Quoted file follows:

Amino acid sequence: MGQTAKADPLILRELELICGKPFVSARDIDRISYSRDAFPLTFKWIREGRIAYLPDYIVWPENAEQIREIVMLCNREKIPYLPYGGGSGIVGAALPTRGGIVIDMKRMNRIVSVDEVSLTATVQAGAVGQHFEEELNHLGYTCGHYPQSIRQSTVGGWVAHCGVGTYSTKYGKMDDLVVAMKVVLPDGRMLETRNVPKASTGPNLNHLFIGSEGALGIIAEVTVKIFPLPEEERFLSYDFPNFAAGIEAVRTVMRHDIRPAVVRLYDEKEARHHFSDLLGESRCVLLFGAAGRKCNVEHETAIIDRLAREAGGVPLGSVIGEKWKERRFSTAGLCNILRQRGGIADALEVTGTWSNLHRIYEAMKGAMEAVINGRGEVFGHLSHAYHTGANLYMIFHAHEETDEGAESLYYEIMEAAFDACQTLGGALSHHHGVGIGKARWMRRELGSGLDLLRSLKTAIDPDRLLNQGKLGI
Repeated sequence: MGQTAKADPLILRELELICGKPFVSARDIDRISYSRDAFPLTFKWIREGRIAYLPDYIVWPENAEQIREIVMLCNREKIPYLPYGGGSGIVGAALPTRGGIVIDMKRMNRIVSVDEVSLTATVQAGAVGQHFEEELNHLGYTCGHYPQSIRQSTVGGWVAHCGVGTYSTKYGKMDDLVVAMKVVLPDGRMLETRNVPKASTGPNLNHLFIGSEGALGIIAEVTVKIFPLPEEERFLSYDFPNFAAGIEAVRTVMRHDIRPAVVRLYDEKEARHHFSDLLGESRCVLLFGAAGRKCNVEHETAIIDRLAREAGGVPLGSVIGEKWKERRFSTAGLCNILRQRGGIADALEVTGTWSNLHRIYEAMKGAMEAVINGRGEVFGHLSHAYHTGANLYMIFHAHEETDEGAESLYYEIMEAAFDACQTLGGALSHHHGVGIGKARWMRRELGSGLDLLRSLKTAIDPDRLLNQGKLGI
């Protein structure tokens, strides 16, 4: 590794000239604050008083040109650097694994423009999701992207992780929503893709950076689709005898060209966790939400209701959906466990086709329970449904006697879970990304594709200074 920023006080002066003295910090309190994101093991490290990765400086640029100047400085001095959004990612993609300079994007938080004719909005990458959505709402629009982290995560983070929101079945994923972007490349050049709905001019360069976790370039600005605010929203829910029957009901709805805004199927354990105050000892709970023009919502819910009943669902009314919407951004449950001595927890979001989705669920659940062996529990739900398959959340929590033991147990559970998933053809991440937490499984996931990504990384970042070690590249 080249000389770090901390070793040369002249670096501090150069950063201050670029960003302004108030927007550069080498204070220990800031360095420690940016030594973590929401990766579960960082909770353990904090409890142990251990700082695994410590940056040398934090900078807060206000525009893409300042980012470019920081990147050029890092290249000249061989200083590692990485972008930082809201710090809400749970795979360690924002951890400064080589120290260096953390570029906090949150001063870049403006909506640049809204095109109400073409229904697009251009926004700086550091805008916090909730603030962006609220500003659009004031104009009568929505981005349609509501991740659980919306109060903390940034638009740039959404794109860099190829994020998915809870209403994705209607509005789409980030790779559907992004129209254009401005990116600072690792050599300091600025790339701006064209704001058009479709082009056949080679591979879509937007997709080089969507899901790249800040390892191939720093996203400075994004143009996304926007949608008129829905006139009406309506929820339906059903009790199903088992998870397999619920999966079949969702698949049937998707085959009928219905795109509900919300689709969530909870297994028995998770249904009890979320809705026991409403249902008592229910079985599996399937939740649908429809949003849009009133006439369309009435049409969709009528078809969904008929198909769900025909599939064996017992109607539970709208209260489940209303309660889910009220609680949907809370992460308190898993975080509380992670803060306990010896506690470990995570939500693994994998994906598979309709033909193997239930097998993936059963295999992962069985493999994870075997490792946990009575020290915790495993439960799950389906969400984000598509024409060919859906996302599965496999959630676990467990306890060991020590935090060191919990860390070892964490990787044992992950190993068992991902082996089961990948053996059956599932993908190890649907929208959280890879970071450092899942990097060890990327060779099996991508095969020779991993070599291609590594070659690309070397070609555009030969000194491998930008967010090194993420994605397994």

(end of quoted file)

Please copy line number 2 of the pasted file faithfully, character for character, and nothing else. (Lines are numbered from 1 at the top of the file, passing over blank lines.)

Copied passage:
Repeated sequence: MGQTAKADPLILRELELICGKPFVSARDIDRISYSRDAFPLTFKWIREGRIAYLPDYIVWPENAEQIREIVMLCNREKIPYLPYGGGSGIVGAALPTRGGIVIDMKRMNRIVSVDEVSLTATVQAGAVGQHFEEELNHLGYTCGHYPQSIRQSTVGGWVAHCGVGTYSTKYGKMDDLVVAMKVVLPDGRMLETRNVPKASTGPNLNHLFIGSEGALGIIAEVTVKIFPLPEEERFLSYDFPNFAAGIEAVRTVMRHDIRPAVVRLYDEKEARHHFSDLLGESRCVLLFGAAGRKCNVEHETAIIDRLAREAGGVPLGSVIGEKWKERRFSTAGLCNILRQRGGIADALEVTGTWSNLHRIYEAMKGAMEAVINGRGEVFGHLSHAYHTGANLYMIFHAHEETDEGAESLYYEIMEAAFDACQTLGGALSHHHGVGIGKARWMRRELGSGLDLLRSLKTAIDPDRLLNQGKLGI